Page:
What is the life I am leading when I get to write the following?: I just returned from a 24 hour trip to Milan, scheduled for the express purpose of attending the opera at La Scala. I’ll say it again, I’m a lucky lucky girl.
To be fair, I did spend 8 hours in the library on Friday on a perfect, sunny Roman day writing papers in Italian. I’m not saying that I deserved La Scala, but I am saying that I needed it.
Milan. So, I was prepared to not like Milan. Those who talk about Milan talk about industrialism, fashion, the big city, etc. I love Rome for its charm, for its mismatched buildings, the erosion, the colored shutters, the cobblestones (most times my feet disagree), the tiny roads. Milan, the Industrial North, fast-paced, commercial. I was poised to meet something that I didn’t quite like. I had preconceptions. Unconscious misconceptions.
The first thing Katie and I noticed about Milan: the size of the streets. Something so un-Italian, the streets are huge. Multiple lanes, paved with large pavers, these streets look like the autoban compared to the windy Rome one-ways. And huge streets allow Euro monster cars. I mean, we’re taking 4 doors. We’re talking station wagons.
The public transpo runs on time. Trams, buses, subways, taxis. Organization, so novel.
We found our hostel and made a beeline (if a tram can beeline) for the duomo. This huge, Gothic basilica is the architectural gem of Milan. The edifice almost looks like a snowflake for all its white marble spires. The inside is dauntingly dark and gothic. Its massive columns make the incorruptible saints in the side aisles look like well-preserved ants. Its impressive in the I-don’t-want-to-be-here-at-night way.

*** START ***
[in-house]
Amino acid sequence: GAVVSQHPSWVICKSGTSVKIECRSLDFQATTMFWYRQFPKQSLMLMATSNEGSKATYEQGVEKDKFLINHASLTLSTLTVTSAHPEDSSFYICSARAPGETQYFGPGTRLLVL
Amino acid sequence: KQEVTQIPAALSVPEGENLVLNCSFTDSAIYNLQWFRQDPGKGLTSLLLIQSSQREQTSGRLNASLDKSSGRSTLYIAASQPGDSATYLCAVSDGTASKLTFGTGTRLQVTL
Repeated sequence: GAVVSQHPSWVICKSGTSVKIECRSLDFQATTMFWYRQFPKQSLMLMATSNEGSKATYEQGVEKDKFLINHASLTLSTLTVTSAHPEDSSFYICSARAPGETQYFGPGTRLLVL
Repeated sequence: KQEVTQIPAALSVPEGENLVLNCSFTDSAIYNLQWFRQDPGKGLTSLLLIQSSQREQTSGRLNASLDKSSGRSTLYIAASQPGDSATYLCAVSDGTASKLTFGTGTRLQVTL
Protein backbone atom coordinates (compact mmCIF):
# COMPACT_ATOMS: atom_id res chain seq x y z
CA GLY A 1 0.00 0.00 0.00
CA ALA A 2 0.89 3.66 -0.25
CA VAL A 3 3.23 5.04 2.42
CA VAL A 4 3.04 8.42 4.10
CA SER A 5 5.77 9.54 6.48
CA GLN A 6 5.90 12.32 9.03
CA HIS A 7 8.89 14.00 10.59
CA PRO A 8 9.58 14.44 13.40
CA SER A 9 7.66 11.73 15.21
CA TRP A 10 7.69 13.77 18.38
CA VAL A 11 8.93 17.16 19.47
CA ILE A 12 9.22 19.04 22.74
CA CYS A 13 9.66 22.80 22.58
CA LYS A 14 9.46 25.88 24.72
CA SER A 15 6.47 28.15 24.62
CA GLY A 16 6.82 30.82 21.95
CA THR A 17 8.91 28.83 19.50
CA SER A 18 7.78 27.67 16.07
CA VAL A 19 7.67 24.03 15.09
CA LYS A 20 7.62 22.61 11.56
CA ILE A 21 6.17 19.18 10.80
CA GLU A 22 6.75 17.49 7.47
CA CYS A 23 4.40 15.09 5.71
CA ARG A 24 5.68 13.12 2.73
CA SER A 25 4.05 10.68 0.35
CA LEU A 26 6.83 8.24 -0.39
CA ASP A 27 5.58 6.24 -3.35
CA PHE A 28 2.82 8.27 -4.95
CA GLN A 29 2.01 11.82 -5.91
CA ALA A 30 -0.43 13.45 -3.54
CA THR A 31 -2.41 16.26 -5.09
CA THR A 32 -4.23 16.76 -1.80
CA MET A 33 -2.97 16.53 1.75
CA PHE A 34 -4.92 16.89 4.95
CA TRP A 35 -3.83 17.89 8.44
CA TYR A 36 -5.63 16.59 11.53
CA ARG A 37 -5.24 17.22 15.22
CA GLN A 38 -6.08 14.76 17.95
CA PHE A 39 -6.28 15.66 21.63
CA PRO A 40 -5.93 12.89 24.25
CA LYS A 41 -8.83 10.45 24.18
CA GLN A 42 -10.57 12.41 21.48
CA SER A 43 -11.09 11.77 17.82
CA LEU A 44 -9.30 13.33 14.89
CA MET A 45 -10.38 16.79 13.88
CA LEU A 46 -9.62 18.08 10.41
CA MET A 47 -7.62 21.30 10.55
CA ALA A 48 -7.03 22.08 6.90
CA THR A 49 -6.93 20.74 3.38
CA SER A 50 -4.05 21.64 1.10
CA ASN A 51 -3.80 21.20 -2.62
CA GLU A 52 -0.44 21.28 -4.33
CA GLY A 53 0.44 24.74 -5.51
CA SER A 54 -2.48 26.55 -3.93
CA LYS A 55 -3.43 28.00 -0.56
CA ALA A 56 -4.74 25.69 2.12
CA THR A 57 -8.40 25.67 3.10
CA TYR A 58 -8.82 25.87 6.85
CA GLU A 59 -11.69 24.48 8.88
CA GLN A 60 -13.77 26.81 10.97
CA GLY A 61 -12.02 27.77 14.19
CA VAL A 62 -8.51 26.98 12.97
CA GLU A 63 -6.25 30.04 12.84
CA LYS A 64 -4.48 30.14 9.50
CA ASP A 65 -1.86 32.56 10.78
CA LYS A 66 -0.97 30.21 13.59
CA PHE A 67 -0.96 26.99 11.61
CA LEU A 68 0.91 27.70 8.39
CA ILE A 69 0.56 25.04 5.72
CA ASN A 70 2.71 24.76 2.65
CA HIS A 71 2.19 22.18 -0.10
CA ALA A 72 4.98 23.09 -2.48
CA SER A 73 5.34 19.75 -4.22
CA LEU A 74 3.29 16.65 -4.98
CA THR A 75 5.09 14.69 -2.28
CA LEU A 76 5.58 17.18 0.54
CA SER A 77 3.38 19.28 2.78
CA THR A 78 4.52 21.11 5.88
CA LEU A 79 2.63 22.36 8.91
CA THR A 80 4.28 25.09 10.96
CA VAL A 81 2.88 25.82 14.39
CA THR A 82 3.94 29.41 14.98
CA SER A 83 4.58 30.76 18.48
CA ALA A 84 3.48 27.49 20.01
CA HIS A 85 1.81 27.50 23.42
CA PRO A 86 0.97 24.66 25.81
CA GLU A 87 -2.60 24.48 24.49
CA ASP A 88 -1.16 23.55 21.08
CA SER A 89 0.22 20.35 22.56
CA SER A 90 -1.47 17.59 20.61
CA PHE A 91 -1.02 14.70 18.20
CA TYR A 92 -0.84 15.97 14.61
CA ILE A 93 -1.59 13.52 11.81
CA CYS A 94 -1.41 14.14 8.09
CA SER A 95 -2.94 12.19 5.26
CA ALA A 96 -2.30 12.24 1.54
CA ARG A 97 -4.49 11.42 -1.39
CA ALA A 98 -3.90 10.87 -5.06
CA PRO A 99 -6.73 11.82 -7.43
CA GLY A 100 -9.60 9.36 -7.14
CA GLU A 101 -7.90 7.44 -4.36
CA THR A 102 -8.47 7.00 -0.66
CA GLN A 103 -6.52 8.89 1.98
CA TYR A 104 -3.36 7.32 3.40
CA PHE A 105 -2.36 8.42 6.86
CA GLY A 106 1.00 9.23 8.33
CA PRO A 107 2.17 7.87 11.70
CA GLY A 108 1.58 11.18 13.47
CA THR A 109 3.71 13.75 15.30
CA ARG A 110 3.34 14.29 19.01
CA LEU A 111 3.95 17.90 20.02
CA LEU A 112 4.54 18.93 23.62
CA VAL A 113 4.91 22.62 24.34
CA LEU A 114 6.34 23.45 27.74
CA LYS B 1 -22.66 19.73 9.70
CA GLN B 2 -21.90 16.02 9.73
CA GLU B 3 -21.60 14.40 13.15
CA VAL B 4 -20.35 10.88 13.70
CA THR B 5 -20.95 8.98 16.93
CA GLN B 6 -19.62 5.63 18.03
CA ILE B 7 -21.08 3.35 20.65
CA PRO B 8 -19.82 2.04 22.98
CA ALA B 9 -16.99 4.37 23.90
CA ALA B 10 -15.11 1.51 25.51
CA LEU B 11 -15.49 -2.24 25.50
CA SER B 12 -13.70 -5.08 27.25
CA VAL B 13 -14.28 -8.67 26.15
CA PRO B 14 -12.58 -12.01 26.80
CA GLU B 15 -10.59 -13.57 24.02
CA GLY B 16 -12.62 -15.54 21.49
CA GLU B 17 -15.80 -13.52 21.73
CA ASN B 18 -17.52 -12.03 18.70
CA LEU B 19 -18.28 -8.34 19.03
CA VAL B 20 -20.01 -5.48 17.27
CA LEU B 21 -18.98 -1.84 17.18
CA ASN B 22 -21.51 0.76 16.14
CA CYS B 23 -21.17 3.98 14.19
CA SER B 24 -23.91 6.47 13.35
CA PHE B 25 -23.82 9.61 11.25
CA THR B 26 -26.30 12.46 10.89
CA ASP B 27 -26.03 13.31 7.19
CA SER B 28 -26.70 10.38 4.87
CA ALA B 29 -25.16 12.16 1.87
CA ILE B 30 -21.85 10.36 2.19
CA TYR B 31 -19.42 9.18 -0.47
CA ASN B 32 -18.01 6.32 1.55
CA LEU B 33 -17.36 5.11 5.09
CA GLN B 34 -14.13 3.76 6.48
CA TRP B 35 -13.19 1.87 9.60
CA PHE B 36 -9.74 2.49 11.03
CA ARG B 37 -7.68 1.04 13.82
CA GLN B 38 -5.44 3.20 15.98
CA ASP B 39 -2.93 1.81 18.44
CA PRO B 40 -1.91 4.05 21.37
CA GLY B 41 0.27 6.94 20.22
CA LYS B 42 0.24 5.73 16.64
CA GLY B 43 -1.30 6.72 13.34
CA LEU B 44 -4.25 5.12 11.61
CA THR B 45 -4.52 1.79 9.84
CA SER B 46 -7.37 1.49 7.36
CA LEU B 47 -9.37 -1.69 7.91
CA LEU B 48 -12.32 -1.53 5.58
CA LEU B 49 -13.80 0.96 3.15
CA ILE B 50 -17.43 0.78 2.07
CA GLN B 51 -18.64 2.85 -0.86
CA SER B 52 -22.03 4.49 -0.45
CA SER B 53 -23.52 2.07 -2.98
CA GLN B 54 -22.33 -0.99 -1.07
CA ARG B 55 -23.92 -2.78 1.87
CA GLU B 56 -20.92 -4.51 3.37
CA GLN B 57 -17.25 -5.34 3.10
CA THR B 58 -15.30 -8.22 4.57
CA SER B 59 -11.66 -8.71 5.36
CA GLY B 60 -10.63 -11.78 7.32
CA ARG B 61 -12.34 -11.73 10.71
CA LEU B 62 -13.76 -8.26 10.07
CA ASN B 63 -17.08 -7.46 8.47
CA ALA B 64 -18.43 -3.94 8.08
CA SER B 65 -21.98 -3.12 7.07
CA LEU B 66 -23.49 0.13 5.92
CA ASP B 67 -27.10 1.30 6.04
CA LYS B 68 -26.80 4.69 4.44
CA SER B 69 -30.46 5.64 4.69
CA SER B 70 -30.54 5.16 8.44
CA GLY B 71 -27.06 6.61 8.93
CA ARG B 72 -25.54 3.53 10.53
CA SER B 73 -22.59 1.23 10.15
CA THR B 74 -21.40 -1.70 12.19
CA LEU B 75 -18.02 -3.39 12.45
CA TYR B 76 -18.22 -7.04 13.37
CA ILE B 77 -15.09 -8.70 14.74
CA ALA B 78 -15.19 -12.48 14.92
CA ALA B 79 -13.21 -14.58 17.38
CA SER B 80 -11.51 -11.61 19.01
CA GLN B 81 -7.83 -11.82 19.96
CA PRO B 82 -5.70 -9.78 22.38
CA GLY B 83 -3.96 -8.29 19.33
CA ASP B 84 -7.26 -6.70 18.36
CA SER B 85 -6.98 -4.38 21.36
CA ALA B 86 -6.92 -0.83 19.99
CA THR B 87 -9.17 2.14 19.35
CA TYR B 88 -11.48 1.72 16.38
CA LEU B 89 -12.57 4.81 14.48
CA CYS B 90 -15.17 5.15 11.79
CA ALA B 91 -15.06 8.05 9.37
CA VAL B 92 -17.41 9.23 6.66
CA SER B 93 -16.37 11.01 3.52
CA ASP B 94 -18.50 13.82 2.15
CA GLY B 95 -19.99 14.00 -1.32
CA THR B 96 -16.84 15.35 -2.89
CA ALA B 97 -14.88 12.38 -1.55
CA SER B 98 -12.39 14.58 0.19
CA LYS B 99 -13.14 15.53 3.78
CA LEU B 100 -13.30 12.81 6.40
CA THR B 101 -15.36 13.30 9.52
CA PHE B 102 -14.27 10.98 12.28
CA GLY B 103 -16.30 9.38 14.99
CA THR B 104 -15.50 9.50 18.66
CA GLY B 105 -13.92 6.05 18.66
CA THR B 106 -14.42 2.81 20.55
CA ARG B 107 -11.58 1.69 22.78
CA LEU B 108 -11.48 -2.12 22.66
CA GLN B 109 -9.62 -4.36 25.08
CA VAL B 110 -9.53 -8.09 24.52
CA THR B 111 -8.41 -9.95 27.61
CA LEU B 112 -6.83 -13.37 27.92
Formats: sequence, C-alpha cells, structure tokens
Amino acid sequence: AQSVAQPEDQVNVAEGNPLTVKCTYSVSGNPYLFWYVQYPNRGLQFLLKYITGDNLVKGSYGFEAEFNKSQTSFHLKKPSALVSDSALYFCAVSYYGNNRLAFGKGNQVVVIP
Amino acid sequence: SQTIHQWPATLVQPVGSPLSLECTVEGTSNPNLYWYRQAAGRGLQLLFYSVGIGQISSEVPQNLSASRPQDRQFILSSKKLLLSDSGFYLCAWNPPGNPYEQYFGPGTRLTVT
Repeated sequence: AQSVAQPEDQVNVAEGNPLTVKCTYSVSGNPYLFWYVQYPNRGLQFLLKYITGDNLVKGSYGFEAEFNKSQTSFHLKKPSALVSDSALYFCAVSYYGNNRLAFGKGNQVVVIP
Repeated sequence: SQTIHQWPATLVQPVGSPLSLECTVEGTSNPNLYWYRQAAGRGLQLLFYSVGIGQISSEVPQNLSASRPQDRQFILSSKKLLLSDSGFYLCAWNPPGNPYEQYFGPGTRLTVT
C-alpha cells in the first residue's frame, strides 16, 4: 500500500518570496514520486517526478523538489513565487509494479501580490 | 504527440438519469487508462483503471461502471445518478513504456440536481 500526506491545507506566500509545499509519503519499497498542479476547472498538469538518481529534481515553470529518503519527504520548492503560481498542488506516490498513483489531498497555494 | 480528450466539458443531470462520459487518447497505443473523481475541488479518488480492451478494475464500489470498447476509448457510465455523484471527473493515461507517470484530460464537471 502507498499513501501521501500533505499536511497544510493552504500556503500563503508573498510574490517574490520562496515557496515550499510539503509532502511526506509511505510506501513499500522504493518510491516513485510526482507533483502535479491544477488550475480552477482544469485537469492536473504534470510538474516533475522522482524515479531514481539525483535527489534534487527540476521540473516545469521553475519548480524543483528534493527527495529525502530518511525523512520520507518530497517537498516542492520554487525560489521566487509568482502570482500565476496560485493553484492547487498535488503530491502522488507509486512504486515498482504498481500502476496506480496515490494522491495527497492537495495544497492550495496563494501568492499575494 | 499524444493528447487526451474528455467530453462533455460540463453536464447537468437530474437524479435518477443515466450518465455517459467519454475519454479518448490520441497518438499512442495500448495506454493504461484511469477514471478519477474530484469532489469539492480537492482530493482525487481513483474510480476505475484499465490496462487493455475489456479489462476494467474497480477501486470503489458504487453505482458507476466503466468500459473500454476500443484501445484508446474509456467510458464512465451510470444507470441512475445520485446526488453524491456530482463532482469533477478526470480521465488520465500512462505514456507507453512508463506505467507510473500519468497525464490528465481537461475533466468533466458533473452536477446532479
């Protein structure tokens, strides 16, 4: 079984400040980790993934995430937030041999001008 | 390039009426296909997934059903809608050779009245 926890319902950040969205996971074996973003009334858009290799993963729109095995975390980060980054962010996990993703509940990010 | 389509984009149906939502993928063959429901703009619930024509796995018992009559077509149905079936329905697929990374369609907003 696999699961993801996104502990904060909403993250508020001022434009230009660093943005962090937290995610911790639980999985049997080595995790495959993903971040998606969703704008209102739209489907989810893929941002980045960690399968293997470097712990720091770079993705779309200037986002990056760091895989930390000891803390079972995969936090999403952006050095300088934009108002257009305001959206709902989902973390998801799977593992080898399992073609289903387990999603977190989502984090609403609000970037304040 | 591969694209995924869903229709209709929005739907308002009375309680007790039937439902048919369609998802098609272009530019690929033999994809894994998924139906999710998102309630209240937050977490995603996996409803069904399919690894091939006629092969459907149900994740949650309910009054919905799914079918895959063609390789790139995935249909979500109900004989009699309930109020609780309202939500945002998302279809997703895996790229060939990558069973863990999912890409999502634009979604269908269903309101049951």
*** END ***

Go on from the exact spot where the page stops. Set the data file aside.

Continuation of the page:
Next to the Duomo is the Galleria. Here Prada and the like find shelter. Same with over-priced gelato and wide-eyed tourists. The ceiling is a windowed arch. We’re far from the coffered ceiling of the Pantheon. The Galleria feels open and light and new.
We walked down the fashion streets, window shopping, people watching. We strolled past Milan’s castle. We ate foccacia – this is what you do up north. And then, we did what we came to do. We opera-ed.
Yes, I’m making it a verb, because it takes well-planned action. To properly opera, you must participate in several steps. Here, I’ll give you a guide:
1. Get dressed. Opera is fancy. You need to be fancy. Self-explanatory. Note the irony of two girls getting dressed up in a hostel and then riding the tram to the city center, dressed in little dresses at 5:30pm in the afternoon. The sun is still out. So was the judgement. Katie and I made sure to have a loud conversation about Giuseppe Verdi on the tram. No, people, we are not streetwalkers.
2. Aperitivo. Opera is long. Read, sustenance. You need to be a bit sated going into the marathon. Milan is know for Aperitivo, where you buy a drink and then gain access to a huge spread of appetizers. This is the best time to read&discuss your opera synopsis.
3. Champagne in the Opera foyer.
4. Finding your seats (sometimes tricky).
5. THE SHOW. Verdi’s Macbeth was amazing. La Scala’s adaptation featured 1940s fascist undertones, costume, and projection. The voices were amazing, and the staging, unique. Also, the third act included one of the most beautiful pieces of dance or movement that I’ve ever seen in my entire life. I describe it as the winged victory of the Louvre alive.
6. Post-show amazement. Lots of “unreal,” “unbelievable,” and “amazing”s.
7. It’s now 11pm. You’re hungry and emotionally exhausted. The only answer is risotto. Go find it. Risotto alla Milanese and dessert consumed, your La Scala experience is complete.
I cannot believe the opportunities that come my way sometimes. I will remember yesterday’s outings for a long, long time. Milan surprised me much like the adaptation of Verdi. Milan is like an adaptation of Italy. Still Italian, but transposed onto a functioning, cosmopolitan city. Strange.
Brava weekend. Live long and support the arts.